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Though calling someone a ‘turtle’ is now a favorite insult in D.C.; it used to be how you called people for dinner | COMMENTARY

Sad turtle
(Drew Sheneman / The Star-Ledger, Newark, N.J.)

When Anderson Cooper recently described President Trump as “an obese turtle on his back, flailing in the hot sun, realizing his time is over,” the characterization may not have hit its mark, as he eventually stated his regret. But it did hit right to the heart of Washington in a way many might not realize.

Let me explain.

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If you live on the East Coast, particularly in and around Washington, D.C., then you are likely aware of the diamondback terrapin (Malaclemys terrapin), the small, brackish water turtle that has inhabited these lands since long-before the America that we know today ever existed.

Archaeological and historic records indicate that the Indigenous peoples of eastern North America consumed this turtle, as did the Continental Army in the 1700s and enslaved African Americans on tidewater plantations. Eventually, however, historic records also clearly highlight the enormous overexploitation brought upon this species by Euro-Americans, who began consuming these particular turtles voraciously in the 19th century.

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For example, in 1885 the Evening Star reported that over $1.5 million worth of diamondback terrapin were collected, sold and consumed from the Chesapeake Bay annually — approximating 600,000 turtles. Several years later, in 1893, it was reported that while “[e]picures are divided in opinion as to the culinary value of the terrapin from these different localities … the terrapin of the Chesapeake Bay are the most widely known and highly esteemed.”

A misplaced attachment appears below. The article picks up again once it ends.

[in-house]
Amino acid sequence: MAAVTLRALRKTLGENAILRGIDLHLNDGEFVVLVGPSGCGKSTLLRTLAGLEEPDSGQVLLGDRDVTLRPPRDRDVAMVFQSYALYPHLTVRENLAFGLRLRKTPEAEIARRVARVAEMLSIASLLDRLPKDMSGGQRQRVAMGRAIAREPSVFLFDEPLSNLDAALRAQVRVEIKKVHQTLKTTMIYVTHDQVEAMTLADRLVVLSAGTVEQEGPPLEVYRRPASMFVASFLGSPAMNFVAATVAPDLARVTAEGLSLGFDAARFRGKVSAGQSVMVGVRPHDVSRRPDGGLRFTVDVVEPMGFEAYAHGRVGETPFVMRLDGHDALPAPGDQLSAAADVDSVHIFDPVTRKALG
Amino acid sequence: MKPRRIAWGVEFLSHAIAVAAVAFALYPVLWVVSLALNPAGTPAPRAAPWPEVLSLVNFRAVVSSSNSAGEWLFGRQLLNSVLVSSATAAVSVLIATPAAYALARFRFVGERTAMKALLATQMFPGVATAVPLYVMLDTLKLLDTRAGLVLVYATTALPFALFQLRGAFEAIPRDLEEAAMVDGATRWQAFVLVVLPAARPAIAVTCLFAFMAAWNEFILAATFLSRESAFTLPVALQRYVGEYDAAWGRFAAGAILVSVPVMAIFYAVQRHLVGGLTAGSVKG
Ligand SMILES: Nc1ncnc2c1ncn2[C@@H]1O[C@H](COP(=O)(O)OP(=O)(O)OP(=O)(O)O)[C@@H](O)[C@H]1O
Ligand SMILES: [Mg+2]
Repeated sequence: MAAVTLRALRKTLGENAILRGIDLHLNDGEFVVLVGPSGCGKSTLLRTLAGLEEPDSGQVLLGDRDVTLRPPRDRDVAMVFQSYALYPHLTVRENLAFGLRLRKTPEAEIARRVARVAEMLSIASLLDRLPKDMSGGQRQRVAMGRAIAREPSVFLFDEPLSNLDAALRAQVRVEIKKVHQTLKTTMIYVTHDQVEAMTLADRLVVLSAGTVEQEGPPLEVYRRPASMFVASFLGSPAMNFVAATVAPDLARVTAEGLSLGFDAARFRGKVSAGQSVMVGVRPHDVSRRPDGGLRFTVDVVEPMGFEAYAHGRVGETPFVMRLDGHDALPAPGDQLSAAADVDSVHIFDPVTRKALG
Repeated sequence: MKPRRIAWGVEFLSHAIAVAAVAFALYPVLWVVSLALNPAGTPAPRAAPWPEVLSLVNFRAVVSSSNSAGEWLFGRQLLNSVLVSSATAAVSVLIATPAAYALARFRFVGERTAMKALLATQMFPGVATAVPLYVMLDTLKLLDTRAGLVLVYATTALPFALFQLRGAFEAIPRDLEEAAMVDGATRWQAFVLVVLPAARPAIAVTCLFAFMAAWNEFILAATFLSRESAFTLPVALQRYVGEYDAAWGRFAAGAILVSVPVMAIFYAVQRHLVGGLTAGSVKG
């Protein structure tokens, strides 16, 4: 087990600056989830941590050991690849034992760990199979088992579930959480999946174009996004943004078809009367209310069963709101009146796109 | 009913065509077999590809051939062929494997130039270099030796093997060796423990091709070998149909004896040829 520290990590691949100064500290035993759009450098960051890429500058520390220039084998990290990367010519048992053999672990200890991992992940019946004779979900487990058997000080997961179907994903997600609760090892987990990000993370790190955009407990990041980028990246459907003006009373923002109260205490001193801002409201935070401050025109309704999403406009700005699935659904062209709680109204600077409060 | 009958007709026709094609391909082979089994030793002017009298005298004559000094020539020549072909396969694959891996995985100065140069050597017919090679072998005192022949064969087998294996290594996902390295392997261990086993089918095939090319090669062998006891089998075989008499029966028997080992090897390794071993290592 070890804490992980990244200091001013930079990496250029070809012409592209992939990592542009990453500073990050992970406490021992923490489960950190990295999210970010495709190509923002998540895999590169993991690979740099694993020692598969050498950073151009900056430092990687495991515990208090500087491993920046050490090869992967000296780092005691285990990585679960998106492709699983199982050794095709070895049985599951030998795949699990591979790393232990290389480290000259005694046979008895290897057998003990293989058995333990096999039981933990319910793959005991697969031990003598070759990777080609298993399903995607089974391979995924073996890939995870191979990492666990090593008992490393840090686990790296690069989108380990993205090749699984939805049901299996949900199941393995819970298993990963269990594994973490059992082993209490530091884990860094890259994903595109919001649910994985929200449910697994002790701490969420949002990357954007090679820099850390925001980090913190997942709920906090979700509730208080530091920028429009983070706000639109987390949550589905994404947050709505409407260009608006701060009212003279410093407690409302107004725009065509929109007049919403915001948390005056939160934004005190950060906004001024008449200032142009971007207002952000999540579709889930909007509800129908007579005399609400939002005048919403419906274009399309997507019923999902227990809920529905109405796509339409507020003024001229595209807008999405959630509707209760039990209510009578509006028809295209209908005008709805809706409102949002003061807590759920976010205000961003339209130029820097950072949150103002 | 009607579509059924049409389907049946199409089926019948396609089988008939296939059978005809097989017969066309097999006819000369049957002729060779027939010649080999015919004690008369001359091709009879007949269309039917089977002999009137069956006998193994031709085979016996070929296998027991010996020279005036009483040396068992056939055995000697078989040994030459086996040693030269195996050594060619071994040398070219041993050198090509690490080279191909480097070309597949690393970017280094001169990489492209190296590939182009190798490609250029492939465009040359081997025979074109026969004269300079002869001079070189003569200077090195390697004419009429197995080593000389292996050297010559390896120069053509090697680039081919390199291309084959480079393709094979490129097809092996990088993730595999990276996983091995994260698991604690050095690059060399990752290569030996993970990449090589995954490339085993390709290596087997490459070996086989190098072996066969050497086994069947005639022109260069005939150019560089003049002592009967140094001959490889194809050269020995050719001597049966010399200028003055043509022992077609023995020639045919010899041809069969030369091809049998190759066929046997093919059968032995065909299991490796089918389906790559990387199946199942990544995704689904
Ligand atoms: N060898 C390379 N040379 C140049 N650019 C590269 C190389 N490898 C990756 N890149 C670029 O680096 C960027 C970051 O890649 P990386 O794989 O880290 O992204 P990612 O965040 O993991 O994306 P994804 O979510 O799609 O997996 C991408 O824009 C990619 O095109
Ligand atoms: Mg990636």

In Washington, diamondback terrapin were a staple of upper-class meals, especially the political elite. The once famous “Iron-Clad” restaurant owned by the Harvey brothers was known for serving terrapin, and for serving — in a different manner — Ulysses S. Grant, Franklin D. Roosevelt, and every president in-between for over 60 years.

A lunch of terrapin, and perhaps Champagne and cigars, was also the known, choice delicacy in which to manipulate members of Congress and other state senators during the late 1800s and early 1900s. Terrapin were served when General Myer, along with Captain Howgate, convinced members of Congress to appropriate funds for the signal service (Howgate was later indicted for embezzlement during this period). It was once reported that a lobbyist received $12,000 from a client, “merely for dinner expenses, with which to buy Champagne and terrapin for Congressmen whose votes he wished to woo.”

Several federal and state senators also actively hunted and farmed diamondback terrapin. U.S. Sen. George Dennis of Maryland and New Jersey State Sen. John Gardner were both known for their terrapin farming pastime. Gardner was once quoted as saying that, “the so-called [terrapin] farms” were “merely place to keep and fatten them for market.”

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In one telling account, U.S. Senator Charles Gibson of Maryland shared his recipe for terrapin, which involved putting, “a hot poker for a moment on the back of the terrapin, making it poke out its head, then seize the head with a two-pronged fork and with a knife cut off the head,” prior to boiling in hot water. As recently as 1938, Washington newspapers wrote of U.S. Senator Joseph Guffey from Pennsylvania, who was among “distinguished” guests at the “first annual terrapin and wild turkey dinner.” And U.S. Sen. James Bayard Jr. from Delaware was “famous” for his terrapin cooking.

Presidents, too, partook in the terrapin gluttony. John Adams, Andrew Jackson and most famously, William Taft, loved eating terrapin. The Evening Star once questioned in 1909, “whether Mr. Taft really prefers opossum as a steady diet to Chesapeake oysters and terrapin.” The list goes on. Clearly, turtles were at one time synonymous with the wealth, power and prestige of Washington.

Today, unfortunately, the diamondback terrapin is listed as vulnerable on the IUCN Red List due to a variety of threats and impacts, including this historic over-exploitation.

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Surely, if Mr. Cooper — and the president himself, who recently described the Food and Drug Administration commissioner as “a big, old, slow turtle” — were aware of the animal’s illustrious past, they would have chosen another symbol to make their points: a lame duck, perhaps.

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Cyler Conrad (cylerc@unm.edu; Twitter: @cylerconrad) is an adjunct assistant professor of archaeology at the Department of Anthropology within the University of New Mexico.

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